Most investors know of the little car company called Tesla (TSLA) and how it is leading the industry in electric vehicles (EV’s). But what some may not know is that every single major car manufacturer around the world is attempting to compete with Tesla and produce EV’s themselves.
This increase in electric vehicle availability and production in the future is great for reducing carbon emissions caused by standard gas combustion engines. Furthermore, if the EV revolution takes hold like most believe it will, the impact on the oil markets will certainly be felt, but lower demand for one commodity will likely mean higher demand for another.
Lithium is a key component in the namesake battery, ‘lithium-ion-battery,’ which by the way, is currently the main battery used for high powered electronics and EV’s. While it's evident that small hand-held electronics (smartphones, tablets, laptops) continue to grow in popularity worldwide, those devices don’t require the same amount of lithium as what some predict the electric vehicle market will consume in just a few years.
In 2018 EV sales rose 81% over sales figures in 2017, this was primarily due to Tesla’s Model 3 hitting 139,000 units sold. The Model 3 had such a significant impact on the market due to its low cost, but still, highly fashionable appearance and other high-tech features and amenities that other lower-priced EV’s like the Toyota Prius and Nissan Leaf don’t offer.
The Model 3’s success shows that if you offer higher-end features and options in EV’s that consumers want, they will buy them. We recently saw Ford using a model of its Electric F 150 truck pull a 1.25-million-pound train. Tesla has shown models of its electric pickup truck, not to mention its Semi-truck electric vehicle.
With rapidly increasing numbers of EV’s being sold and now more options in terms of types of EV’s soon to hit the market, it's hard to see how the demand for lithium doesn’t increase in the coming years. Which is why now may be the best time to buy up some lithium-based Exchange Traded Funds and sit on them while other investors push the prices higher once they realize they missed the boat.
With that in mind, let’s take a look at a few lithium-based ETFs you can buy today.
The first only pure-play lithium ETF currently available is the Global X Lithium & Battery Tech ETF (LIT). This fund has been around since 2010, currently has $523 million in assets under management, with an expense ratio of 0.75%. The ETF tracks a market-cap weighted index of global lithium miners and battery producers and therefore gives you broad exposure to the lithium industry both up and down the supply chain. The fund also offers a distribution yield of 3.44%, holds 41 positions with a weighted average market cap of $9.57 billion. Due to concerns of an oversupply of lithium, LIT is down almost 17% over the past year.
The next option to consider is the Amplify Advanced Battery Metals and Materials ETF (BATT). BATT is an actively managed fund that invests in global advanced battery material companies such as those that mine or produce lithium, cobalt, nickel, manganese, and graphite. The fund looks at both developed and emerging markets and to qualify a company must generate at least 50% of its revenue from the mining, exploration, production, development, processing, or recycling of the important battery metals mentioned. BATT has been available since June of 2018, has a 0.72% expense ratio, 42 holdings, and a distribution yield of 0.92%. Over the past year, BATT is down 33%.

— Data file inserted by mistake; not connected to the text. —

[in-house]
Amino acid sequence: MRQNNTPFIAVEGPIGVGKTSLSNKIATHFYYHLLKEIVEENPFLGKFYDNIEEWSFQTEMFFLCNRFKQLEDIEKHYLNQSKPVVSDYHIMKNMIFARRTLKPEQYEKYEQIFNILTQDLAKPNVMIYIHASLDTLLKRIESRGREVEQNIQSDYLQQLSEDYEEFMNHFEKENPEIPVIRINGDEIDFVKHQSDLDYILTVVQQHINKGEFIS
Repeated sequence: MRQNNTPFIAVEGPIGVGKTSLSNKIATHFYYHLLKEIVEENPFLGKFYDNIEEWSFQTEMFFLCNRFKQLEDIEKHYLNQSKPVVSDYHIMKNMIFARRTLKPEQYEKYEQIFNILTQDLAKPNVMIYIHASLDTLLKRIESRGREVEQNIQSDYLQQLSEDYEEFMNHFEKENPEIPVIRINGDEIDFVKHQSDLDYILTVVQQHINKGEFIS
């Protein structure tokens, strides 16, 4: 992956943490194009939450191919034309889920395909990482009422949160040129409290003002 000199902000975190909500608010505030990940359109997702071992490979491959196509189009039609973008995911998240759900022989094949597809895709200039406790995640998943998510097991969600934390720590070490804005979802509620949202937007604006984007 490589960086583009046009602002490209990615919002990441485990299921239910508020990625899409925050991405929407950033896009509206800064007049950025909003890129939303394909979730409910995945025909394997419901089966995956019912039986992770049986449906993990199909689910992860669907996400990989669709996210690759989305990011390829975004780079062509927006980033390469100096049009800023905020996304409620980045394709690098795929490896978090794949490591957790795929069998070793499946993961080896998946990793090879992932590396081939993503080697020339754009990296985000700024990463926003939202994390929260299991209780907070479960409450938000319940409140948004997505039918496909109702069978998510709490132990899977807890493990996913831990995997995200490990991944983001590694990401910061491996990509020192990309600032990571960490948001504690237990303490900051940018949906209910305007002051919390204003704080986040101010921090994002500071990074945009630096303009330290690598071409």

Two other, much less pure-play lithium options are the First Trust NASDAQ Clean Edge Green Energy Index Fund (QCLN) and the brand-new ALPS Clean Energy ETF (ACES). QCLN is not so much focused on lithium or other metals needed for batteries, but it does focus on clean energy which incorporates batteries, for both use and energy storage. Furthermore, two of its top four holdings include Tesla and Albemarle, a company that is top lithium player. The fund has an expense ratio of 0.60%, 42 holdings, a yield of 0.83% and despite only having $109 million in assets under management it has been around since 2007. Additionally, QCLN is up more than 11% over the past year, largely due to its more diverse holdings than the previous two ETF’s, but then again it is the least exposed to lithium out of the three.
While we still don’t have a ton of information on ACES we do know that it will invest in renewable energy and clean energy technology companies. The technology portion of the fund will invest in companies involved in any are of electric vehicles, the battery technology used in those vehicles, the fuel cells themselves. While we still don’t know what exactly those companies are, its fairly safe to say ACES will own some of the same companies as the other three ETF’s mentioned here and with an expense ratio of 0.65%, making it very competitive in terms of price.
In the future, it is hard to see how the need for lithium and other metals used in new battery technologies doesn’t increase, despite what reports predict today. It's also clear right now that the market is following along with the reports as we have seen these ETF’s hammered over the last year. But, as most good investors know, the best time to strike is when blood is in the water.
INO.com Contributor - ETFs
Follow me on Twitter @mthalman5513
Disclosure: This contributor held long positions in owned shares of Ford and Tesla at the time this blog post was published. This article is the opinion of the contributor themselves. The above is a matter of opinion provided for general information purposes only and is not intended as investment advice. This contributor is not receiving compensation (other than from INO.com) for their opinion.
One thought on “Could Lithium Become The Best Performing Commodity”
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